People Skills for Software Engineers

 My last post was about what it takes for a software engineer to be considered “technically deep.” Every company I recruit for wants software engineers who have outstanding technical skills. That’s a given. These days, it’s all about how good a coder you are. Companies are making their interviews heavy with coding challenges on the whiteboard, detailed code reviews, and take-home coding assignments.

Your skills in Java, Python, or Ruby might be awesome, and you can discuss the nuances of data structures and algorithms with the best of them, but maybe a gut check’s in order: how are your people skills? If you’re a developer who wants to maximize his or her career opportunities, or if you’re a VPE that’s looking to hire the strongest-possible team, I suggest that, in addition to the obvious requirements for technical strength, people skills are going to become important.

Following is a list some people-related “soft skills” that I’ve experienced to be important for truly excellent engineers. Some or all of these may come naturally to you, or perhaps these are a real struggle, but they’re all the type of skills that can be learned and assimilated with awareness and practice.

  • Working as part of a team. Very few software engineering positions involve going off and doing something completely on your own. The context of being a member of a team, that’s hopefully going to be stronger than the sum total of its individual members, is where it starts. Keep this in mind above all else, that you’re not an isolated island, but rather an important part of a team.
  •  Good listening. Everyone enjoys being paid the compliment of someone else truly hearing what they have to say. The old cliché “you have two ears and one mouth for a reason” is good practical advice. Listen more than you talk. When someone else is speaking, try to be an active listener, both for the actual content, as well as the way it’s said. Don’t spend that time thinking about what you’re going to say as soon as the other person stops for a breath.
  • Talking with non-technical stakeholders. Engineers can often lose patience with those who don’t immediately grasp the technical concepts being discussed. You’ll gain a lot of respect if you’re able to engage successfully with non-technical people by communicating clearly the ideas you want to get across, and by having the patience to answer questions, the answers to which you might think are obvious, without becoming exasperated.
  • Customer relations. You ARE building your software for someone to use, aren’t you? The more you can communicate with those customers, the better your products will be, and the more valuable they’ll be to your end users.
  • Selling your ideas to others and negotiating. Sales is often considered to be “the dark side” by many engineers. Engineers are proud that they’re not one of those “suits”. Yet all of life is really sales: getting others excited by your vision, and eager to become a part of making it happen. Learn how to project your ideas to others in a way that shows them how doing it your way will benefit them. Be willing to offer compromises to come up with a solution that works for everyone.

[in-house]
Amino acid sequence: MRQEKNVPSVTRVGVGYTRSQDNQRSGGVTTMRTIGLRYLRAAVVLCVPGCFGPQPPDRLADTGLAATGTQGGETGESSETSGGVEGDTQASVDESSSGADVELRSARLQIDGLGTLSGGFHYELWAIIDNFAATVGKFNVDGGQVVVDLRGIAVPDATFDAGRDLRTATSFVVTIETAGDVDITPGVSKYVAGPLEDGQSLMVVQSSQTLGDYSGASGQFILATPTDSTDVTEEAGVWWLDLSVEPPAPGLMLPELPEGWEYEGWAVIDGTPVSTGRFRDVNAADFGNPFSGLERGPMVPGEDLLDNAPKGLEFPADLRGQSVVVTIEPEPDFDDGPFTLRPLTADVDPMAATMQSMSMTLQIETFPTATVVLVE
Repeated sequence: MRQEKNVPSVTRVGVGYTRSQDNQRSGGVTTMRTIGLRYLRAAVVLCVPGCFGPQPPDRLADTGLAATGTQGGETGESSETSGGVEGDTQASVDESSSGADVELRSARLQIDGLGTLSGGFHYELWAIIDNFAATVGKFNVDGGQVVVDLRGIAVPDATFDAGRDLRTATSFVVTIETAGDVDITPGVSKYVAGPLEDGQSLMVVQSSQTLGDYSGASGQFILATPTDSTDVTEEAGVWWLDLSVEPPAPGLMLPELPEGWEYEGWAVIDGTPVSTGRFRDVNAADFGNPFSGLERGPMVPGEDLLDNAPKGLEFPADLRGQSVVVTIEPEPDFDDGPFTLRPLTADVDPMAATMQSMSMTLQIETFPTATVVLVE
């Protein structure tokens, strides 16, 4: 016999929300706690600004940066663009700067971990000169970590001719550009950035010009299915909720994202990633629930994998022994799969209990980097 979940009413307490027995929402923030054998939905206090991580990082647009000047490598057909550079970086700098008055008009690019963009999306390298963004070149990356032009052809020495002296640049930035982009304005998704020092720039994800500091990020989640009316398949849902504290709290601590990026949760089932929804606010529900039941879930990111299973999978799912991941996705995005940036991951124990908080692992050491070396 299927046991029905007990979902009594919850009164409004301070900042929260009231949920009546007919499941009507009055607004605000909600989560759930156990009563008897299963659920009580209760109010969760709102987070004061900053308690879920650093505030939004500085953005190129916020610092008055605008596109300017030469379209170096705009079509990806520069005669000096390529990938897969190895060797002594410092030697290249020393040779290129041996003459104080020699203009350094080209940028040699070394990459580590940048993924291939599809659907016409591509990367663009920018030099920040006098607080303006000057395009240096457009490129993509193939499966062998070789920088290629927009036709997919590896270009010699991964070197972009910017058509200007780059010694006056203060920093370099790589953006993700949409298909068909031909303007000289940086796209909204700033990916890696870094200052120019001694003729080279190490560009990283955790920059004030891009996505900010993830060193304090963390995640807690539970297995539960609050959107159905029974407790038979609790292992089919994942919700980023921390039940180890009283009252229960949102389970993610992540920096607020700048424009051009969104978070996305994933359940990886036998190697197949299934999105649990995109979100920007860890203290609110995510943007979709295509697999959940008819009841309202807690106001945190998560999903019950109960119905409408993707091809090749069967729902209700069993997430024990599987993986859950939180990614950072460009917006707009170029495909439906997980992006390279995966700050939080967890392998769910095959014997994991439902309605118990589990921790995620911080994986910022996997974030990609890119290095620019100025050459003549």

• Presentation skills. Getting up in front of a group of others can cause sheer terror in many people. Yet, becoming good at this can be a great way to be noticed and build your career. Practice, practice, practice is the key here. If you’re really shy, or perhaps have a speech impediment or other issue that embarrasses you, consider joining a group such as Toastmasters International, where you’ll have plenty of chances to practice your public speaking in front of a no-pressure, supportive group.
  • Written documentation. You may never become the next Ernest Hemingway. But you can definitely improve your writing skills. Pick up a well-written book and read it is a good starting place. At the very least, pay attention to including great comments and documentation for your code, so that others can work with it easily.
  • Cultivating future references. Many hiring decisions are made or broken on the strength of reference checking, and the reality is that it’s not always about the official references you provide. Sometimes a hiring manager will check a “backdoor reference” with someone that they know, who’s also worked with you. Keep in mind that every place you work is one scene in the overall arc of your career, and the people you work with now may be your allies, or your worst nightmares, in the future. I’m not trying to get into a discussion of whether these types of references are right or wrong, but they do happen in the real world. Be aware of the impression you’re creating with others is the point I’m trying to make here.
  • Remembering names. Do you recognize the name Dale Carnegie? He was an author and trainer who focused on how to have a happier life by learning to interact successfully with other people. In fact, if you haven’t ever read it, “How to Win Friends and Influence People” is his classic, easy-to-read book distilling his life’s wisdom. On the subject of remembering someone’s name, he offers this gem of good human relations: “Remember that a person’s name is to that person the sweetest and most important sound any any language.” Make an effort to learn — and remember — the names of the people around you at work, and use them!

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